A recent report by the Alzheimer’s Association stated that one in nine older Americans has Alzheimer’s disease.1 Based upon these numbers, it is clear that Alzheimer’s disease, dementia or cognitive disorders will likely touch our personal and professional lives. Proper estate planning, like the execution of a power of attorney, can assure that a trusted agent is able to manage the practical and financial tasks that arise if someone becomes incapacitated.
This article focuses on one of the many powers granted to an agent in the New York statutory short form power of attorney related to claims and litigation. New York General Obligations Law 5-1502H further clarifies how that language must be construed. This article details some of the practical issues and concerns that may occur in the context of using a power of attorney to conduct litigation strategy, or how to proceed when there is no power of attorney in place.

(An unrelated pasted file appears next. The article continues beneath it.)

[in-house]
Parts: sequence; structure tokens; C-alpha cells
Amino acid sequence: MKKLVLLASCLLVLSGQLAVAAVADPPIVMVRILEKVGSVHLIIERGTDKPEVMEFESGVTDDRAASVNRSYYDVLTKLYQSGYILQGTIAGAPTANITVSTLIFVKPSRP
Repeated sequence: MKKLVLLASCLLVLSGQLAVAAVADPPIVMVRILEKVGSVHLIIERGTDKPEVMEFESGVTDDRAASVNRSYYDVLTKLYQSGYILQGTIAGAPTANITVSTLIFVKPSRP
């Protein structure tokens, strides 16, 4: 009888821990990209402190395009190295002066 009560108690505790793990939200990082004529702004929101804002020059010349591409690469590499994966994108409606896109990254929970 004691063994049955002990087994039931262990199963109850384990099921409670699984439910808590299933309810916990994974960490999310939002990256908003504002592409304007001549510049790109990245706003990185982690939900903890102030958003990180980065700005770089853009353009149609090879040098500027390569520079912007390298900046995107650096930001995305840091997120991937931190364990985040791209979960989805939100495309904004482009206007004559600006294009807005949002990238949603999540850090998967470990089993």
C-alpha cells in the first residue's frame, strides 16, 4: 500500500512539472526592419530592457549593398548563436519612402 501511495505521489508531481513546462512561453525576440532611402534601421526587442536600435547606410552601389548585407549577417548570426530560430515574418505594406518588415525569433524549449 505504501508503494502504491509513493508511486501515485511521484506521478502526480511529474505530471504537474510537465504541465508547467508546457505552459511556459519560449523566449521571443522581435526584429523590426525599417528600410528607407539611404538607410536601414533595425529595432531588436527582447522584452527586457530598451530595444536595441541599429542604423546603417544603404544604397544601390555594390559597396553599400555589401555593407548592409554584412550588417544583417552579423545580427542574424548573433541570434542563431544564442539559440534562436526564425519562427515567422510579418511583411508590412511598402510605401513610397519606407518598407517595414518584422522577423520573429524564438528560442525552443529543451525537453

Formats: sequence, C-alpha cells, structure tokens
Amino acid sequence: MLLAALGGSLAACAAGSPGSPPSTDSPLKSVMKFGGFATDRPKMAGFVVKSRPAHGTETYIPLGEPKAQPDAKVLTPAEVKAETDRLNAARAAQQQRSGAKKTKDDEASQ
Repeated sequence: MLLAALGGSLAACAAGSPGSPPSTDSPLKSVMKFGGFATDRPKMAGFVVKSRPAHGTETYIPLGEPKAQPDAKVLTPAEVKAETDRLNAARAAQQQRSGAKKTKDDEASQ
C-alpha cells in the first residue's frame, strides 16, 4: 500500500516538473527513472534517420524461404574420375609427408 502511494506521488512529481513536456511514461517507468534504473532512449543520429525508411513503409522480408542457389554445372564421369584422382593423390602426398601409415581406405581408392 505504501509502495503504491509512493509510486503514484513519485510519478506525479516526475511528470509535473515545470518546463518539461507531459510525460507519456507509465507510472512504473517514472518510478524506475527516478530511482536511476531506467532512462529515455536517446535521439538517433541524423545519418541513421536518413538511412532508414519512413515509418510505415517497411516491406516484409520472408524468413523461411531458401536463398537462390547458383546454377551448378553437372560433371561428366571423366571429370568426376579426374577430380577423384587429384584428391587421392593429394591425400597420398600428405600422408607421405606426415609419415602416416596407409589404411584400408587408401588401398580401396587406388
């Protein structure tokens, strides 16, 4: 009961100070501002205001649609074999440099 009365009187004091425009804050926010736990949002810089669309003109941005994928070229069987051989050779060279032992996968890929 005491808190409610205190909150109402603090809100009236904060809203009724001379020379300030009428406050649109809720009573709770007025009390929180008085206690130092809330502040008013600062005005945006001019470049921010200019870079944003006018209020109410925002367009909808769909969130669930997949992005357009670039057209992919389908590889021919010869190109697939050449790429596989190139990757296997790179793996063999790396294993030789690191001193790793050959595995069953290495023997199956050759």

Capacity to Sue
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